The primary spacecraft in this mission is Unisat-5, a 40 kg microsatellite developed as a collaboration between Morehead State University, Kentucky Space, the University of Rome La Sapienzia Aerospace Engineering School and a commercial spin-off called the Group of Astrodynamics for the Use of Space Systems (GAUSS, Inc.). UniSat-5 was launched on a Dnepr rocket (a modified SS-18 ICBM) by the Kosmotras – a jointly held Russian-Ukrainian company that now manages the highly successful series of Dnepr Rockets.
The primary objectives of the UniSat-5 mission are to flight validate some novel space hardware (including a cutting-edge flight computer), launch several secondary payloads and extend training for university students. Students and staff of the Morehead State Space Science Center developed many of the UniSat-5 spacecraft subsystems. UniSat-5 also serves as a “mother ship” that will eventually deploy eight smaller satellites built by aerospace space enterprises and universities.
One of these secondary nanosatellites, Eagle-1, is a PocketQub that will be among the smallest spacecraft ever flown. This new satellite standard proposed in 2009 by Professor Robert Twiggs (Morehead State University) is even smaller than a CubeSat…called PocketQub. This Fempto-class satellite is a 5 cm cube that can fit in an individual’s pocket. Eagle-1, weighing approximately 430 grams (just under one pound), is one of four PocketQubs and four CubeSats that will be deployed from UniSat-5.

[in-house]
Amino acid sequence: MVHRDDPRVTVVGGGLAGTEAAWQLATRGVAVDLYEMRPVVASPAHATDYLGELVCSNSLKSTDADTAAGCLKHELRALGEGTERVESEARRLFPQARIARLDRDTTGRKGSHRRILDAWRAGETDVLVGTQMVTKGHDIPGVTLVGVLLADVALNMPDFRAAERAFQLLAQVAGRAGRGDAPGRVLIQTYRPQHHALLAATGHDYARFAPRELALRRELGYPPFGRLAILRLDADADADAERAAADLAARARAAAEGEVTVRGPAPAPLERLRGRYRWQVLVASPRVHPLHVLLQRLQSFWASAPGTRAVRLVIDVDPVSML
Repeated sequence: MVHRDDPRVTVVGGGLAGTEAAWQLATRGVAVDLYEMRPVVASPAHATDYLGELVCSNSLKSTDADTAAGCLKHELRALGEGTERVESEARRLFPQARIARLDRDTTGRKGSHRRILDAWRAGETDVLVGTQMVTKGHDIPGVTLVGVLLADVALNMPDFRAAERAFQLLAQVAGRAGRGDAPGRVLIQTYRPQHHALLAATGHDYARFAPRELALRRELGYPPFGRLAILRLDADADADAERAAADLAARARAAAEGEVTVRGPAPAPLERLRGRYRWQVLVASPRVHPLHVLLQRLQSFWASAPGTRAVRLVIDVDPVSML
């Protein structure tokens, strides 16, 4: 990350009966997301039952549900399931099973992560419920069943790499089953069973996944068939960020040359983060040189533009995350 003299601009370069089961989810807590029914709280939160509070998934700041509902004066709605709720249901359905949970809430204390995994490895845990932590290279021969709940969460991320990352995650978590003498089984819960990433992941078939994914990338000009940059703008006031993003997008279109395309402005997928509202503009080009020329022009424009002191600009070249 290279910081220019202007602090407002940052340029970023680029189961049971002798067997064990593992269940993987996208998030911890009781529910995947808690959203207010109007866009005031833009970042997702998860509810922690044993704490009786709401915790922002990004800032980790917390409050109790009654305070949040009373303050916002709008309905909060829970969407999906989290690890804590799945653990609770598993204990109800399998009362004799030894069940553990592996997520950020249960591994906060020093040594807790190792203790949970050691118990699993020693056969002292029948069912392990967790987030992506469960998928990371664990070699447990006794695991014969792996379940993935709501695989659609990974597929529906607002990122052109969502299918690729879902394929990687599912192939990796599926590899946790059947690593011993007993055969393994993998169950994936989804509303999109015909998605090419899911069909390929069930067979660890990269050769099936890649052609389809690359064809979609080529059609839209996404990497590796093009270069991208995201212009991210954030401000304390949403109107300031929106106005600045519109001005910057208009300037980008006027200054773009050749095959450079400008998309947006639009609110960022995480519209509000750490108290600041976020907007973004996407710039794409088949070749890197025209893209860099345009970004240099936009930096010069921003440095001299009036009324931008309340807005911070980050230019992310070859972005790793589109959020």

The PocketQub leverages the CubeSat standard and also builds on the accelerating miniaturization of electronics. PocketQubs could ultimately have a wide range of applications, including: space network nodes, sensor platforms and miniature satellite constellations that are inexpensive, redundant and spatially organized.
“This has been a remarkable week in the rapidly growing entrepreneurial, commercial and educational space industry in Kentucky,” said Mission Director Dr. Benjamin K. Malphrus, Chair, Department of Earth and Space Sciences, Space Science Center, Morehead State University.
This is the second launch this week from two different continents by Kentucky Space and its partners. The first of the satellites (KySat-2) was successfully launched Tuesday, Nov. 19 from the NASA Launch Facility at Wallops Island, Virginia.
Kentucky Space is a private nonprofit enterprise focused on entrepreneurial, educational and commercial space solutions.